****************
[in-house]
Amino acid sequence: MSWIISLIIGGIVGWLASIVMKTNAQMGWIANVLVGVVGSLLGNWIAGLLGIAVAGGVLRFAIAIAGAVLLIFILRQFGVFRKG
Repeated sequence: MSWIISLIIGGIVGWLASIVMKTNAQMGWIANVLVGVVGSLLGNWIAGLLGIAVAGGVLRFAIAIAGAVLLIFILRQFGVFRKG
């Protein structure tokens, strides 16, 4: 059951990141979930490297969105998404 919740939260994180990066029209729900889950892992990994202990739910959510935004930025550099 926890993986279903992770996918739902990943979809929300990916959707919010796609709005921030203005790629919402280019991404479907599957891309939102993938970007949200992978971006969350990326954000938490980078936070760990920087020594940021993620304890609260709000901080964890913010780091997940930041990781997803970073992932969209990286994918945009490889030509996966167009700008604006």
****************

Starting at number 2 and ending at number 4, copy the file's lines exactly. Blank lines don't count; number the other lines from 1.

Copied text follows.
Amino acid sequence: MSWIISLIIGGIVGWLASIVMKTNAQMGWIANVLVGVVGSLLGNWIAGLLGIAVAGGVLRFAIAIAGAVLLIFILRQFGVFRKG
Repeated sequence: MSWIISLIIGGIVGWLASIVMKTNAQMGWIANVLVGVVGSLLGNWIAGLLGIAVAGGVLRFAIAIAGAVLLIFILRQFGVFRKG
């Protein structure tokens, strides 16, 4: 059951990141979930490297969105998404 919740939260994180990066029209729900889950892992990994202990739910959510935004930025550099 926890993986279903992770996918739902990943979809929300990916959707919010796609709005921030203005790629919402280019991404479907599957891309939102993938970007949200992978971006969350990326954000938490980078936070760990920087020594940021993620304890609260709000901080964890913010780091997940930041990781997803970073992932969209990286994918945009490889030509996966167009700008604006």